The first cause of the loss to the United states by the departure of their citizens, that I shall mention, is the great uncertainty of the surveys and titles to the lands in the state of Kentucky, by means of which, industrious citizens have been forced to pay for their lands more than once, and afterwards turnd of with the loss of their improvements, I do not mention this as a fault to be charged to the administration of the general government; or as a greivance that they can remidy; but as one of the causes in point, for could the citizens have got on the public lands they would not have been lost to their country. Secondly, the principles adopted by Congress, for extinguishing the claims for military lands given for services dureing the late war, the most prudent among us, who had preserved their rights, finding they could not locate less than a quarter of a township, that forty of them must collect together in order to effect their location, haveing lost all confidence in government, have sold their rights for a trifle, and determined for the spanish dominions, where they can get as good land in as high and healthy a climate, with less trouble and at as low a rate. Thirdly the manner in which the United States have disposed of the publick lands, the most of those choice lands, belonging to the publick, laying on the Ohio, stretching through the finest tract of country in the world, from the line of the state of Pennsylvania, to the mouth of the Great Miami, have been Issued to a few men, perhaps not more than eight or ten. these lands were originally granted at a reasonable price, to the first holder and the publick have waited several years for a considerable part of the money, giveing them time not only to gather the first cost from the common people, but to amass enormous fortunes to themselves, whose selling price has generally been, at least in my neighbourhood, at the advance of several hundred pr. cent, or such price as these and the neighbouring lands may be worth, when they, by their labour and improvements, have raised the vallue of them. the lands being thus circumstanced the citizens finding they have been neglected by the government, that they have no inheritance in Israel, that they cant possess themselves of a garden spot without becomeing a tenant, a vassal, or a tributary to these monopolizers, have turned their attention to the spanish dominions, where they are paid great attention by government, and these ungodly gripers are not let lose upon them. I do not remember to have heard a single objection to a revenue being raised from the publick lands, but it seems to be the general opinion that be the price of the publick lands what they may, they ought to pass from the publick to the citizens, without throwing extravagant fortunes into the hands of middle persons, they think these fortunes made out of the publick lands, should either have gone into the treasury, or have been left with the poor industrious adventurers. Fourthly, the nonelective, Antirevolutional and oppressive government under which the citizens of this territory are held, I beleive to have had a considerable share in passing our citizens to the spanish dominions, and indeed the similarity between the two governments is so great, that the trasition from one to the other is the less perceiveable. They are governd by placemen sent among them by the original government, who are renderd independent of the people both with respect to their appointment to office, and the amount of their saleries, so are we. they are subjected to laws furnisht by these independent placemen, on whom they have no elective influence, So are we, their laws are executed by magistrates and officers who hold their commissions dureing the will and pleasure of those independent placemen, this is precisely the predicament we are in with respect to the court of general Quarter sessions of the peace and county court of Common pleas, the spanish Colonists pay an enormous tax by reason of the Spanish court farming out their trade, altho they have no representation in the Legislature that passes these farming laws. we have a revenue as rested from us altho we have no representation in the Legislature that passes the revenue laws, this is placeing us in the predicament the american Colonists were in previous to the late revolution, it is needless for me to observe to the president, that the dispute between the Colonist and Great Britain did not originate from an un willingness in the americans to bear their proper proportion of the burden or expences of the nation, but from a declaration on the part of Great Britain that the King and parliament had a right to tax or bind us in all cases whatever, altho we were not represented in the Legislature that, might pass those revenue laws, and an avowal of the americans that the King and parliament of Great Britain or any power on earth had not that right, this was the basis on which both parties founded their appeal to heaven and the sword, the excise law and the justly detested stamp act are now upon us, and they strikes us precisely as the revenue laws effected the colonies previous to the revolution, the president knows it, would be trifleing to say we are a part of the empire of the United States, the Colonies were then a part of the Empire of Great Britain, or to say that we are bound by the fourth article of the unalterable compact between the Congress of the United States and the adventurers to the territory, to pay a proportionable part of the expences of government; because we do not wish to evade the paying our proportion of the expences of government when agreeable to the Idea of the said fourth article of the compact we are formd into a State and that proportion is levied on us by our representatives.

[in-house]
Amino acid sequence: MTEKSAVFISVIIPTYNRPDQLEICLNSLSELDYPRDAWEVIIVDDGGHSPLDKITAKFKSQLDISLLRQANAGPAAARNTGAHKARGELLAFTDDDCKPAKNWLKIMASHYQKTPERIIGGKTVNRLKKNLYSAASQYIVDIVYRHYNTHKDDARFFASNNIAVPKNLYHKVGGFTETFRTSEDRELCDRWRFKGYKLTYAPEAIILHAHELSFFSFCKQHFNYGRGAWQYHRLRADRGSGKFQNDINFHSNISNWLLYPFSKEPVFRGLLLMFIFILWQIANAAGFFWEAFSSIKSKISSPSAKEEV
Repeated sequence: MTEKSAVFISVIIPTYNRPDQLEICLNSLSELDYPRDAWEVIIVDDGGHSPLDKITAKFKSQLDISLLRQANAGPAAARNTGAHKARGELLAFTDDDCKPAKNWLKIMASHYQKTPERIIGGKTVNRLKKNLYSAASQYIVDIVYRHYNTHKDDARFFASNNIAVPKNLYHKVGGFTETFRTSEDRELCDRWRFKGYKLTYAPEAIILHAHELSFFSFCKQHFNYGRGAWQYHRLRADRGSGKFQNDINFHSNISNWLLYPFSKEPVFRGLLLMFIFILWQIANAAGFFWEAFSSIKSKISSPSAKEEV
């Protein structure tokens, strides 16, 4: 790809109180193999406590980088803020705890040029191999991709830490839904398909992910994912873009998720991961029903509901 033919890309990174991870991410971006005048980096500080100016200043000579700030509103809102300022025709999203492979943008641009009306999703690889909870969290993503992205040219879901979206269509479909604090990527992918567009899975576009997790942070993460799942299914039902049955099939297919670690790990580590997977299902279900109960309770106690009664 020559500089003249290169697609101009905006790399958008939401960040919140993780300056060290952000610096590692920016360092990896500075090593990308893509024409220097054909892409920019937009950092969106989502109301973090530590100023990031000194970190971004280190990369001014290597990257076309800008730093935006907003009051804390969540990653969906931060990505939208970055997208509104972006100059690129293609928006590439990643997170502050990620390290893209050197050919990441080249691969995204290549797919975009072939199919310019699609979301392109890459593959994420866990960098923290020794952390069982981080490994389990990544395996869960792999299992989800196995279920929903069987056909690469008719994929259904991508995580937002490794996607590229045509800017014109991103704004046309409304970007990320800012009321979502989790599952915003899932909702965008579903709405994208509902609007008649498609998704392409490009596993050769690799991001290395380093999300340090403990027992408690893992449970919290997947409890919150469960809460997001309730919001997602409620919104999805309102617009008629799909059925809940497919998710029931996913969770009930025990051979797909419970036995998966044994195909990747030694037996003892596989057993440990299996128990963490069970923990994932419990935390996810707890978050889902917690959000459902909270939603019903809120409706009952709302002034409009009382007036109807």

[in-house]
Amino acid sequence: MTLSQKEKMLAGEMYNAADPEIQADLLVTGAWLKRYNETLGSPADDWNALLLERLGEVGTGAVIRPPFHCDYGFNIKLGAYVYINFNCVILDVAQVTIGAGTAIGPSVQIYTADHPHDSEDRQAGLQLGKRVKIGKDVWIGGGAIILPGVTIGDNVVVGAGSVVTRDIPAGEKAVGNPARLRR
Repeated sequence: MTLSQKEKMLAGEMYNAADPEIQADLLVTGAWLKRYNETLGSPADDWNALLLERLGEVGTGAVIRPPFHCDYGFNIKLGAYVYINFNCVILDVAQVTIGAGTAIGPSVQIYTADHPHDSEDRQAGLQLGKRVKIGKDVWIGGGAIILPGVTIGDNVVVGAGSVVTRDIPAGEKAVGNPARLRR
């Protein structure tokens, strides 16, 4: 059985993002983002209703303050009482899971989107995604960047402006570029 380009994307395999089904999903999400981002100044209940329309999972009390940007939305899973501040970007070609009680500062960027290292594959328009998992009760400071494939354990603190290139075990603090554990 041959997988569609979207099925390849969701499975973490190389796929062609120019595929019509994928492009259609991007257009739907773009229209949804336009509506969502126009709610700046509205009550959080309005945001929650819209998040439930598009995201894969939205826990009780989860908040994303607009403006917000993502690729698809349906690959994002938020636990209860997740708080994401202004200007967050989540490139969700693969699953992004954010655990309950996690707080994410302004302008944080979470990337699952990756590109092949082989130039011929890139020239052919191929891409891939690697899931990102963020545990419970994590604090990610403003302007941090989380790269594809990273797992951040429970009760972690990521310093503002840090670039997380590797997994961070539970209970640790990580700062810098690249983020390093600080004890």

Again the spainards are intire strangers to the benifits ariseing from the habeus corpus act.